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I think you have hit the nail on the head here.

If we want to take Lua in the direction of a general scripting language we
need a more comprehensive and standardised runtime implementation and the
module system should be part of the runtime not part of the language itself.

> -----Original Message-----
> From: [mailto:lua-
>] On Behalf Of pan shizhu
> Sent: 11 September 2009 08:56
> To: Lua list
> Subject: Re: The source file culture
> Lua is designed as a language to be embbeded. AFAIK it has two typical
> use:
> 1. to be embbeded in a product, and the users are end-users of the
> product, i.e. non-programmers who should *not* add library to the lua
> script. I usually design programms like this: if user can write the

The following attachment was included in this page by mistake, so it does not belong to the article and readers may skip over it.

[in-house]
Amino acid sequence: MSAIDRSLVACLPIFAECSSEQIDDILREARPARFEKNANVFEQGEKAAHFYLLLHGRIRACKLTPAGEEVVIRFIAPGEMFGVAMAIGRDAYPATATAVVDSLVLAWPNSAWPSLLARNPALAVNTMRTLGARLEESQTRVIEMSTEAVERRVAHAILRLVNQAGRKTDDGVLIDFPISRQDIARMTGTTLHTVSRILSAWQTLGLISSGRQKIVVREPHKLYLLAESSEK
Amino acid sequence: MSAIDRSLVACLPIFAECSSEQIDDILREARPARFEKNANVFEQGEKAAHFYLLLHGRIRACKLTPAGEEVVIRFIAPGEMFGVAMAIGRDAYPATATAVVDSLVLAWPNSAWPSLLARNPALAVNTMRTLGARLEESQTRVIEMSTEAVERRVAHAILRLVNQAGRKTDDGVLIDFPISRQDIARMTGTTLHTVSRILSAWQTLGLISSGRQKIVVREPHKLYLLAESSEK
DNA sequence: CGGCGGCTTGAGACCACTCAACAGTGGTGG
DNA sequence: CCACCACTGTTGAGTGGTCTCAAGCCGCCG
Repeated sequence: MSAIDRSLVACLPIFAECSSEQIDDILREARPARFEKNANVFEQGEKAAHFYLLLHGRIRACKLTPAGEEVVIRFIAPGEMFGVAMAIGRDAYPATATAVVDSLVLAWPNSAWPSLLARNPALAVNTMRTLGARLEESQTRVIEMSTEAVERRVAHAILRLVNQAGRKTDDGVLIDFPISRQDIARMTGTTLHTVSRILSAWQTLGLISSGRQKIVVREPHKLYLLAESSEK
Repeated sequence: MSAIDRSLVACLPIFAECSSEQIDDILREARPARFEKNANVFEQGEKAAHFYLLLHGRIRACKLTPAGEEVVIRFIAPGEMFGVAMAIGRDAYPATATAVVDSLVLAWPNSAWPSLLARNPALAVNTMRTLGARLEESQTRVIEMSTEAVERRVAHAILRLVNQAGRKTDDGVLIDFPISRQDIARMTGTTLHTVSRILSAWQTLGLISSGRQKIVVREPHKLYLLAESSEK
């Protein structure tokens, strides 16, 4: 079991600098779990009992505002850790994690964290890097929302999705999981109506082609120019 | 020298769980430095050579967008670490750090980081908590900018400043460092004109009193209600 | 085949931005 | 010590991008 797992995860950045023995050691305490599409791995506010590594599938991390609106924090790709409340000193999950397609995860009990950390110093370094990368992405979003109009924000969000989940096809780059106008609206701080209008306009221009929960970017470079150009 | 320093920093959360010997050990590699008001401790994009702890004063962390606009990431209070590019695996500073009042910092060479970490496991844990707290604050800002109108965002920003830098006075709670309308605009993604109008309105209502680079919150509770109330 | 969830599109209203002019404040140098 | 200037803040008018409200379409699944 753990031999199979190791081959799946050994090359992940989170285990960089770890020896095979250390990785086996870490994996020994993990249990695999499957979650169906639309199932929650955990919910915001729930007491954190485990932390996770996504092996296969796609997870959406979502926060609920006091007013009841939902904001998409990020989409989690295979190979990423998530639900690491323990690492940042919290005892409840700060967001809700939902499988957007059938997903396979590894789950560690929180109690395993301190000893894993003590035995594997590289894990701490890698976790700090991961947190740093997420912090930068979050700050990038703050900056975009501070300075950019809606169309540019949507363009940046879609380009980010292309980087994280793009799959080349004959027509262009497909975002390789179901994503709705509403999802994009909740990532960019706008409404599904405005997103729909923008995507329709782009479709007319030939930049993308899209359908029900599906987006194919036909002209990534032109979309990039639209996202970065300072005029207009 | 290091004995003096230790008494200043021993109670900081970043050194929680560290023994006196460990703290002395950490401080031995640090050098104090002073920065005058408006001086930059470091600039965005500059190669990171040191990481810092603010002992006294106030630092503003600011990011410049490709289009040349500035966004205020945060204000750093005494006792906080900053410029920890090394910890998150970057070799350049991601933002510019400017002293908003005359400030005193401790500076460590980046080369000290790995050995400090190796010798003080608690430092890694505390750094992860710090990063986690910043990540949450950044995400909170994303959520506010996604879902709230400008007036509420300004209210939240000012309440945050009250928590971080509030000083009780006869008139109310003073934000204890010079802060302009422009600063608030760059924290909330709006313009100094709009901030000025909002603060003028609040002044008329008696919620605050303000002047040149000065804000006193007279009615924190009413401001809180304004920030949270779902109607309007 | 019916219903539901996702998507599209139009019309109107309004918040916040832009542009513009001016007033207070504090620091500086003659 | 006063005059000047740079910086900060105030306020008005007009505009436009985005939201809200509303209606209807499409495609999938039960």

> lua script, I will restrict the use of "import". The libraries are
> executed in the same thread of the hosting program instead of a
> sandbox, we should not let end-users to add libraries.
> 2. to be used by the programmer himself, I embbed lua into my C
> program because I use it, end-user of my program cannot see or change
> the lua scripts. In this case I compile all library and statically
> link with my program and release with my program. For this use, I
> definetly need the C source.
> Yes, there may be users who use lua as a general-purpose stand-alone
> scripting language, but IMHO the vast majority of lua use, is to be
> used within another product, for which, only the original programmers
> should be able to add libraries, end-user are not expected to add
> libraries.
> IMO release windows-based binraries to the relatively small amount of
> users doesn't seem to help a lot.